Let’s get one thing straight about setting boundaries. Boundaries are not selfish. Boundaries are self-CARE.
Selfish is getting stranded on a desert island with a group of people and eating all the food. Selfish is sailing off into the sunset in a 4-man lifeboat and watching our friends drown. We’re being selfish when we’re concerned exclusively with our own advantage, regardless of anyone else’s.
Self-care is different. Self-care means being clear about what is ok and what isn’t ok. What we will and what we won’t accept. We put boundaries in place to protect ourselves, our health and our psychological well-being. Because unless we take care of ourselves first, how can we possibly take care of anyone else?
The problem is, people get confused between selfish and self-care. They believe setting boundaries is selfish and so they don’t set them. As parents, we’re completely comfortable setting boundaries with our children on what we will and won’t accept. However, we don’t seem to be able to do the same with our fellow grown up’s. We do things we don’t want to do because we don’t want to offend or appear selfish. We self-sacrifice, which ultimately leads to resentment.
Even when we’re brave enough to set a boundary, what is often missing is the reinforcement. If a boundary is to work, we must hold people to account on it and give feedback, otherwise the boundary is pointless. This comes up all too often in the workplace. Here’s a typical scenario.
I’m a team leader and I work in an open plan office. I’m constantly being interrupted with questions and it’s stopping me from getting on with what I need to do. Because they’re my team, I feel like I need to be there for them 100% of the time, otherwise they won’t be able to do their jobs properly, which ultimately reflects badly on me. So, because I can’t get my own work done, I live in self-sacrifice and I feel resentful.
I decide to put in a boundary. I tell my team “I also have a workload I need to manage and things that I need to achieve on a daily, weekly and monthly basis. When I’m constantly interrupted with questions, concerns and problems, it prevents me at times, from achieving what I need to achieve. My request (setting the boundary) is, that unless it is business critical, please save up your questions and concerns for when I have time to answer them. These times will be Monday morning 9-11am and Thursday afternoon, 2-4pm. Sometimes I may need to be flexible with those times if I have an important meeting or I’m on Holiday, but I will let you know in advance.”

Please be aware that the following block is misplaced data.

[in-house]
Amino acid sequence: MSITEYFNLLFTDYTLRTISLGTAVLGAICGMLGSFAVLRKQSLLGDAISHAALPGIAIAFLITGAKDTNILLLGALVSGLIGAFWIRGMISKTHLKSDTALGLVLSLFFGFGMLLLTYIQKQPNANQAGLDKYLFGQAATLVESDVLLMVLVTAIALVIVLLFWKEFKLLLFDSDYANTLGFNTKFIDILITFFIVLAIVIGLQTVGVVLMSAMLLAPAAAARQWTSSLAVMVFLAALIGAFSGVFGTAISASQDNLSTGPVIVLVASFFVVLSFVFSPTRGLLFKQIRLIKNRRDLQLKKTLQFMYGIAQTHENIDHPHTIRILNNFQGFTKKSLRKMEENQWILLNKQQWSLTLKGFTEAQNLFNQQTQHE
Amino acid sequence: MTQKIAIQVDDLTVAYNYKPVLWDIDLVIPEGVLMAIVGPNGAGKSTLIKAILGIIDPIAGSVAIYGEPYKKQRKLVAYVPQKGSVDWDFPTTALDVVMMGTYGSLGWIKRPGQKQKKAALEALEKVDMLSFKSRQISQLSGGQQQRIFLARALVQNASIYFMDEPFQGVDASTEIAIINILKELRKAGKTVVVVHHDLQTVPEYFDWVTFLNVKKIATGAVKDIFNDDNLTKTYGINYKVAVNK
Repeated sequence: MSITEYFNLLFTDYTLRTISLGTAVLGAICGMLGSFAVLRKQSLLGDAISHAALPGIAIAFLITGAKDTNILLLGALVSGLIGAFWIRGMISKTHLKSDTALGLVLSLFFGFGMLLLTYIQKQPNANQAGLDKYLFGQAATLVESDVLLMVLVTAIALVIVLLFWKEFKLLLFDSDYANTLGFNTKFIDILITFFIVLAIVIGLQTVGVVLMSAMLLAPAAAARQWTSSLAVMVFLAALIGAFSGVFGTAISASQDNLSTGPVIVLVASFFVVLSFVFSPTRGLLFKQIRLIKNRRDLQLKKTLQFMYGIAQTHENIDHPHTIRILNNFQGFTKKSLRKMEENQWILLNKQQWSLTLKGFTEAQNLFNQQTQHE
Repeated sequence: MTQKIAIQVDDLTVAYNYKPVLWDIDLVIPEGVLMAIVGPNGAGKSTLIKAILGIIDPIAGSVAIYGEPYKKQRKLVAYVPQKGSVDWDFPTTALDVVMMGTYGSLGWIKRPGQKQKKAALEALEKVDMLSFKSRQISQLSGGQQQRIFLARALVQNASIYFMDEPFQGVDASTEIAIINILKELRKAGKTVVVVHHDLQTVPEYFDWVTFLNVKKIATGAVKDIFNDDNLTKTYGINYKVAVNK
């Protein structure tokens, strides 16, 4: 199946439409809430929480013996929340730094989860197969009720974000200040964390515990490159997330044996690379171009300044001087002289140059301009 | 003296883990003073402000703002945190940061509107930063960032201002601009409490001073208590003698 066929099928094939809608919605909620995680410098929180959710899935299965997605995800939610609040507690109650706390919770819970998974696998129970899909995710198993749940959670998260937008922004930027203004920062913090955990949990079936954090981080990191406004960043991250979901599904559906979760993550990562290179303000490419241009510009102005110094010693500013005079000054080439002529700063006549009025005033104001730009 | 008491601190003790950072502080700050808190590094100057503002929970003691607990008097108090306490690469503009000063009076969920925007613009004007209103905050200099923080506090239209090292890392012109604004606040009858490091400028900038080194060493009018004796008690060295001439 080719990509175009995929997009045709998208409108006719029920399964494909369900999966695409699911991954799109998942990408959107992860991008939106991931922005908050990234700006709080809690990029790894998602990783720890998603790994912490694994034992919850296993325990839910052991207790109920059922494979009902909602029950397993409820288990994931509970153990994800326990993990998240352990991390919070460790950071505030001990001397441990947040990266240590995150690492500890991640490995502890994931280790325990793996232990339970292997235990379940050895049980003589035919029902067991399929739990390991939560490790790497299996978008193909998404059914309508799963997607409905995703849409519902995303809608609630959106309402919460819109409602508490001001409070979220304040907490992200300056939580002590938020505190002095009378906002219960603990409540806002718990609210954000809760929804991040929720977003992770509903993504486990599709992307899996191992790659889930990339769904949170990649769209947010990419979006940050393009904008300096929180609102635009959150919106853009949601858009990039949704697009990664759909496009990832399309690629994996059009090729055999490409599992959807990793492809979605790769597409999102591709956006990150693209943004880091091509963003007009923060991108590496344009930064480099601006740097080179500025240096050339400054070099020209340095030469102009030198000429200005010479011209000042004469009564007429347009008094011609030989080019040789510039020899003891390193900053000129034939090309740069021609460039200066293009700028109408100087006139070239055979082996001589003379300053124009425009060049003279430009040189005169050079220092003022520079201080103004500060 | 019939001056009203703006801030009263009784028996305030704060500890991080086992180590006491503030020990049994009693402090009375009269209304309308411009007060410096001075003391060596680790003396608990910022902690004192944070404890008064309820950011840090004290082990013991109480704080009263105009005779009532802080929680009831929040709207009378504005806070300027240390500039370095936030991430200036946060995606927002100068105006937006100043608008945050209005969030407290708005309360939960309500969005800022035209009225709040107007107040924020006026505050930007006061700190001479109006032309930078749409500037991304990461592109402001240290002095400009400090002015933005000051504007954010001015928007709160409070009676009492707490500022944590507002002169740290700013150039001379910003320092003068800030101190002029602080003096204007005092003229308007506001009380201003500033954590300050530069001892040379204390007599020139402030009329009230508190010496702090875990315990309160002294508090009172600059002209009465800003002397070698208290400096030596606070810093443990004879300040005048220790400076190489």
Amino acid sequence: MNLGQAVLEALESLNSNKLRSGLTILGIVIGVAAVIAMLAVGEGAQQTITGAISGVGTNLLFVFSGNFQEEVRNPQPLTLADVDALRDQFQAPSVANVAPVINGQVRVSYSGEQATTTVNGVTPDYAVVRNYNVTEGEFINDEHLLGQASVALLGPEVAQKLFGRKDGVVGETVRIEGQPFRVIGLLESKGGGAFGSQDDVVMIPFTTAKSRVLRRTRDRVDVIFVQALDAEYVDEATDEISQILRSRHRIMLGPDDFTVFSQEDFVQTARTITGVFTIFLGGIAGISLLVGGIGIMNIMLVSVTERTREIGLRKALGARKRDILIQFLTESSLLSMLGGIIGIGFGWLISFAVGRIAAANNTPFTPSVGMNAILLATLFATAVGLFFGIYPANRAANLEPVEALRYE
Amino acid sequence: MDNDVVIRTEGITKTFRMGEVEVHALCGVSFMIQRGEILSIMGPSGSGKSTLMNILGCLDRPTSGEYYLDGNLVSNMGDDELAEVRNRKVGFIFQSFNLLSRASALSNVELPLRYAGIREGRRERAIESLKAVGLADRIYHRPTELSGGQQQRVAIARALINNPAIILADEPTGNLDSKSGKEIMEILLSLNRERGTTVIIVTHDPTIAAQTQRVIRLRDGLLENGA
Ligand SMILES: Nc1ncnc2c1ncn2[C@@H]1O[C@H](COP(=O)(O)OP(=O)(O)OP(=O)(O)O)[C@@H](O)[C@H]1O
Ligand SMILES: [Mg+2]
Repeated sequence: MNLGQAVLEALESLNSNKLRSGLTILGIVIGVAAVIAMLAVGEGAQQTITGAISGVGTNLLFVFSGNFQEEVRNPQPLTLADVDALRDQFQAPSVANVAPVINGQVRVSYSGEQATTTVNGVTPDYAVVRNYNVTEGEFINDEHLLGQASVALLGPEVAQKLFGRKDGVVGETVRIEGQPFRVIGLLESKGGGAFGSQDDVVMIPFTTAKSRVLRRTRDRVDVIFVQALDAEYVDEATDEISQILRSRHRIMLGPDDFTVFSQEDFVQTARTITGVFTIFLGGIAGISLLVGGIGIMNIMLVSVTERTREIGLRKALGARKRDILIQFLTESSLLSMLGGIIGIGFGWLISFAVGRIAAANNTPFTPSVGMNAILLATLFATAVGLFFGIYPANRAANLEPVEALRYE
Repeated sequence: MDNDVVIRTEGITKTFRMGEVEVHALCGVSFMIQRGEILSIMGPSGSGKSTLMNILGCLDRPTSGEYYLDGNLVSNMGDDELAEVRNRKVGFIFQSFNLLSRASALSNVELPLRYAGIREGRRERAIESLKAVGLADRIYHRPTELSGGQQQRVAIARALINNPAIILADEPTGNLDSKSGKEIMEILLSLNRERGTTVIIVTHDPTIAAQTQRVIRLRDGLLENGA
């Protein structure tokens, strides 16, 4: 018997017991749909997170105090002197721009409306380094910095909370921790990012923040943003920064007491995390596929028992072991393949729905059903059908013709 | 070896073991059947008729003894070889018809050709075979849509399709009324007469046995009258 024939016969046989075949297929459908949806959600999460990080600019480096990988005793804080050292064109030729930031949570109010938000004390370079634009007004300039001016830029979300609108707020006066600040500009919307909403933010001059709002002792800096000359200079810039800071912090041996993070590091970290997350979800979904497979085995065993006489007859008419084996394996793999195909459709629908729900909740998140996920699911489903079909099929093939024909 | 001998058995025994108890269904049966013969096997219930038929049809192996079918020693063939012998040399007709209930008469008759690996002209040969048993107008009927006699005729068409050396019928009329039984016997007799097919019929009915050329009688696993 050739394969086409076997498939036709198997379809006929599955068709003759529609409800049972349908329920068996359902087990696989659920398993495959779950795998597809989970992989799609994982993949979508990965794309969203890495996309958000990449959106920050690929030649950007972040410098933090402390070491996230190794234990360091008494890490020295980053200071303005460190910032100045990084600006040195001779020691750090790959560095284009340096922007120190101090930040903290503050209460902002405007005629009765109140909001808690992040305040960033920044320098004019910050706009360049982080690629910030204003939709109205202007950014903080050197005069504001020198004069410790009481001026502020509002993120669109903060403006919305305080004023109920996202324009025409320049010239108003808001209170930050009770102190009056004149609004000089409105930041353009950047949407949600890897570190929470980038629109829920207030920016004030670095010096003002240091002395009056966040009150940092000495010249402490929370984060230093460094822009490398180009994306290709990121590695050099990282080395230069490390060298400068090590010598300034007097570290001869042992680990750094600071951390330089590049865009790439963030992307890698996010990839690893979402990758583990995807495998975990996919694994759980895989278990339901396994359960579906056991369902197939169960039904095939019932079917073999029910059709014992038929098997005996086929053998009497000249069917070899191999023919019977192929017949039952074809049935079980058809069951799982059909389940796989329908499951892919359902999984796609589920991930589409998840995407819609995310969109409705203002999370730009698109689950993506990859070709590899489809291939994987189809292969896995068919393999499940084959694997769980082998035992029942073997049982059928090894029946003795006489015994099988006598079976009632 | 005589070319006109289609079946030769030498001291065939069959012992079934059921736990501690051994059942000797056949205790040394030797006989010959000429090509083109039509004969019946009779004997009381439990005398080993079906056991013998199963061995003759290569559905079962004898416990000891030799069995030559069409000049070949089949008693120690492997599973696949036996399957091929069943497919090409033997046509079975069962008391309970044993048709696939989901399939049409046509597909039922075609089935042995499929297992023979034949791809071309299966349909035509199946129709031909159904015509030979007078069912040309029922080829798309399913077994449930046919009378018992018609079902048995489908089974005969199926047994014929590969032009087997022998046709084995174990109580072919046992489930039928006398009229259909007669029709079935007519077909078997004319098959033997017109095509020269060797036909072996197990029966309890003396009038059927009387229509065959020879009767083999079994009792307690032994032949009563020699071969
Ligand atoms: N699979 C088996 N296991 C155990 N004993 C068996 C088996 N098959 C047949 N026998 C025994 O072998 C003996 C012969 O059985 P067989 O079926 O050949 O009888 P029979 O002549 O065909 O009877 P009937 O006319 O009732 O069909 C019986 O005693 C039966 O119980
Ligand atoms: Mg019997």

The boundary is set. So far, so good. But, people have been used to things being a certain way, so they carry on doing what they’ve always done. The following week, say Wednesday morning, something happens and I have 2 or 3 people asking questions. Herein lies the litmus test. The critical juncture in which the success of the boundary hangs in the balance. In this instance, here on Wednesday morning, if I don’t reinforce the boundary, challenge and feedback, the boundary will become null and void.
So I might say “Is this business critical?” If the answer is “no,” then I might reply, “then I just want to remind you that I requested Mon 9-11am or Thurs 2-4pm as the time to ask any questions, unless they are business critical.” AND THEN I DO NOT ANSWER THE QUESTION. So, I’ve given them feedback that they’re challenging the boundary. I say that I’m not going to engage with the question now and that we’ll discuss it tomorrow afternoon in the allocated time between 2-4pm.
I can hear the wincing from here! It’s this part of boundary setting that’s the biggest challenge. I get it. Reinforcing the boundary can seem confrontational and a little selfish. But let’s stop that thought right there. If we’re changing a behaviour or way of working, very rarely does this happen overnight. The boundary needs constant reinforcement by reminding people and giving feedback, if it’s to work.
Putting boundaries in is a challenge. But holding ourselves to account on them is absolutely crucial to their success, otherwise there is absolutely no point in setting them in the first place. Remember, setting boundaries isn’t selfish, it’s self-care. So be brave. Set a boundary. Start small and then work up to a big one. Then reinforce it. We don’t have to be abrupt or confrontational, but do it we must. It’s the only way we can finally stop self-sacrificing and living in resentment and start doing the things that we really want to do.